1 Introduction

Hybrid manufacturing processes i.e., combining two or more operations, are able to achieve higher performances than conventional ones [1]. Moreover, there is a potential of opening new technological areas [2]. Therefore, hybridization is a recent trend in manufacturing technologies. Due to the current disadvantages e.g., the low production speed, imprecise geometry and tensile residual stresses [3], additive manufacturing (AM) processes such as powder bed fusion (PBF) or directed energy deposition (DED) are often combined with other operations [4]. Of increasing interest in current research regarding hybridization is the combination of additive manufacturing processes with forming processes [5]. Examples of that can be found for the application of additive structures via arc-based DED [6] or laser-based DED [7] on forged preforms in order to increase the flexibility. Investigations focus on the mechanical properties and granular structure of each component and the transition zone [8]. Another approach is the additive fabrication of pre-forms as it is the subject in [9]. Compared to the conventional process sequence, the AM pre-form can be forged into the final geometry in one operation without defect while having comparable mechanical properties [9]. A further approach is to combination AM and sheet metal forming. Examples of research in this field cover the application of layers on sheet metal substrates via DED [10] or PBF [11] and even the fabrication of functional elements such as teeth [12]. 316L and Ti-6Al-4 V are the mostly used materials due to their wide range of applications in the field of medical or aerospace industries and therefore knowledge in the field of AM [13]. An exemplary process route for the manufacturing of hybrid parts is shown in Fig. 1.

Fig. 1
figure 1

Process route for the manufacturing of hybrid parts consisting of additively manufactured elements and sheet metal substrates

When manufacturing hybrid parts by the combination of sheet metal and additive structure, the heat input of the laser during the additive process leads to a heat affected zone (HAZ) in substrate sheet metal, which exhibits changes in mechanical properties and even microstructure [14]. The high-energy input leads to the local melting of the substrate material. So far, phase transformations in sheet components of hybrid parts during the additive manufacturing process are only visible via destructive testing methods such as microscopic analysis or hardness measurements. However, the extent of influence varies with the material, the process and the respective parameters. Moreover, the substrate heating is often an unobserved aspect regarding hybrid part fabrication via PBF. In conventional PBF processes, the heating of the substrate leads to reduced residual stresses in the part due to the lower thermal gradient between the melting, solidification and cooling of the material [15]. Common substrate heating temperatures reach up 200 °C [16], which can lead to changes in mechanical properties of 316L [17]. Still, the interactions of the substrate heating on sheet metal components of hybrid parts are not investigated yet. In summary, the substrate sheets are subjected to two heat inputs during the manufacture of the additive functional elements, which have a potential influence on the mechanical properties and the microstructure. On the one hand, the comparatively long-lasting but low-level heat input from the substrate heating at temperatures of approximately 200 °C. On the other hand, the short-term but high-level heat input from the laser during AM. Aim of this contribution is the detection of the influence of these thermal loads on the substrate material. For this purpose, the two thermal cycles are simulated, using a laser-based ultrasonic measurement system to detect changes in the microstructure of the material. By this a contact-free, non-destructive in-situ measurement of metallurgical changes due to the interaction between laser pulses and the created ultrasonic signals is possible [18]. This method is already used for the detection of phase transformations in carbon steels at cooling rates of 1 °C/s [19] and 20 °C/s [20]. Additional research of this principle is based on the decomposition of austenite in low alloy steels [21]. Titanium is also a topic of investigations as it is performed by [22] for commercially pure titanium and for Ti-6Al-4 V by [23].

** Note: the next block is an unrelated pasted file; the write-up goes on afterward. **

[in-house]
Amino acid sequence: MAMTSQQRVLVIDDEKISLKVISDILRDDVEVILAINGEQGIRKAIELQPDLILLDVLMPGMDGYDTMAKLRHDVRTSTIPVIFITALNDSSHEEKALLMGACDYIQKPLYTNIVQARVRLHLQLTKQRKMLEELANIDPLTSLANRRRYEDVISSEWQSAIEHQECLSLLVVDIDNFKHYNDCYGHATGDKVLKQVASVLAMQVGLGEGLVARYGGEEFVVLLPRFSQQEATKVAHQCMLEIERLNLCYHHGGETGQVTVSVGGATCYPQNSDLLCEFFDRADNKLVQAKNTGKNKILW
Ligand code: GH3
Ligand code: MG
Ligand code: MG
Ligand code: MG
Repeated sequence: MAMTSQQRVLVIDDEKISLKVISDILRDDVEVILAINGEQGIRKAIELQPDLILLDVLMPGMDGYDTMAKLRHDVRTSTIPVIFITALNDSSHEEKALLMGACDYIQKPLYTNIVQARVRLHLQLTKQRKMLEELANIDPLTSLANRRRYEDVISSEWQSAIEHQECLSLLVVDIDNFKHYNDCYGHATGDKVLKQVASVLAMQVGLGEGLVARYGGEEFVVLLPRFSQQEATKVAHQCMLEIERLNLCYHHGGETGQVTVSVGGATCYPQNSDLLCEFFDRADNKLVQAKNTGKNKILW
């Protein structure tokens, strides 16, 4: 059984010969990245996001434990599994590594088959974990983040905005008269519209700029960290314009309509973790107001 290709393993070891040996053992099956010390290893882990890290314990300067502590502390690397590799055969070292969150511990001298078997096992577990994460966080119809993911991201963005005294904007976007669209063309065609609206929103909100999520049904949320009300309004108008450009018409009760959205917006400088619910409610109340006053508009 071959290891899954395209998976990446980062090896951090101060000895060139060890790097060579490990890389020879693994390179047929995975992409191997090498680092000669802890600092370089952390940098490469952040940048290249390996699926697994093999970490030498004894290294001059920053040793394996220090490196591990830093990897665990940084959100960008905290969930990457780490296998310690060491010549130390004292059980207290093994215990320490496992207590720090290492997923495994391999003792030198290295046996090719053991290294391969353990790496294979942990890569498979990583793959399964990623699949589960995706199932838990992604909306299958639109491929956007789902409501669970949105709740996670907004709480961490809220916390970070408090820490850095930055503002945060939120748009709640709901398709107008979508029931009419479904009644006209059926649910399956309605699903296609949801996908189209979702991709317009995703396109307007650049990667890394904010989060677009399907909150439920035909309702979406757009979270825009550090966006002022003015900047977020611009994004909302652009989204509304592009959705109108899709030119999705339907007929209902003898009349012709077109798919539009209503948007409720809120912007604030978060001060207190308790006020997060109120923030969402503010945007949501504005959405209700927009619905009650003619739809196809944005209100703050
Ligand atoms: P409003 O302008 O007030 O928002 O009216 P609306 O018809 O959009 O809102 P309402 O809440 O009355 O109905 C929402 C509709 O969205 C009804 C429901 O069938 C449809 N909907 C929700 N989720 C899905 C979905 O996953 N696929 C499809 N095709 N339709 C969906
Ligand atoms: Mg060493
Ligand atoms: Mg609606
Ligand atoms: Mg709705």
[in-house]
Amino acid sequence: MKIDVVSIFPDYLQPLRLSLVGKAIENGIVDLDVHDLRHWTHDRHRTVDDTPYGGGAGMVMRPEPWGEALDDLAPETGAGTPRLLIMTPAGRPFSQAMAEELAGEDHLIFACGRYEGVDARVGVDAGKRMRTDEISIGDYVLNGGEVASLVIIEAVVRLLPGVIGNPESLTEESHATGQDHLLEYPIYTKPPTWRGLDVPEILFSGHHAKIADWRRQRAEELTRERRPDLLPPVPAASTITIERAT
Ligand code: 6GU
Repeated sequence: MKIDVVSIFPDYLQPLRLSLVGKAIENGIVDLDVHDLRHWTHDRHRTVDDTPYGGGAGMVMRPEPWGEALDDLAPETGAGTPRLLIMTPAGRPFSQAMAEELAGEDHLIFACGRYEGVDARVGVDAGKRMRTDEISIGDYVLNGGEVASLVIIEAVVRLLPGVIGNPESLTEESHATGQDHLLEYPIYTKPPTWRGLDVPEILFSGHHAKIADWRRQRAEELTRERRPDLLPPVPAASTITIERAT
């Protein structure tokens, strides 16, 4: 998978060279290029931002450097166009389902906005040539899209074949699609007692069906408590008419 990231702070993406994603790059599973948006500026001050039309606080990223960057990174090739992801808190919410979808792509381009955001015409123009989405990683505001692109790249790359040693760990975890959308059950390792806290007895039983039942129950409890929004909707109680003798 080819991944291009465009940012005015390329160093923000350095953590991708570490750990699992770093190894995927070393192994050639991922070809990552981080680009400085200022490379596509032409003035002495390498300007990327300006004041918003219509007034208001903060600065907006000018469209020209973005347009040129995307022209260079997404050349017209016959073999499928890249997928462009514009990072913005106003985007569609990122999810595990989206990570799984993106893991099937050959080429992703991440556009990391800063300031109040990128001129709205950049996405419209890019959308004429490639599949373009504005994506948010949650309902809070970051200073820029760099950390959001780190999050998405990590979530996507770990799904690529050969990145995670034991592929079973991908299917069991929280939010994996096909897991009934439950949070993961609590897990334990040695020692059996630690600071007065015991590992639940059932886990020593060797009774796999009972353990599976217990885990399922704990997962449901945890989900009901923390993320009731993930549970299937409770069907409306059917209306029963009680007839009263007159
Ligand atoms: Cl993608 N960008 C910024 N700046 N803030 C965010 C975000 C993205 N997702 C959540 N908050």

This study aims to investigate the feasibility to detect microstructural changes in sheet metal of hybrid parts, on which additive functional elements are built, during PBF-like thermal cycles. The measurement approach is used to analyse the temperature-dependent microstructural changes in 316L and Ti-6Al-4 V for the two different thermal loads 1. base plate heat input and 2. laser heat input. Moreover, microscopic images of etched cross-sections are used to validate the results as well as tensile tests for the base plate heating. Figure 2 illustrates the investigated thermal cycles as well as the methodical approach of this work.

Fig. 2
figure 2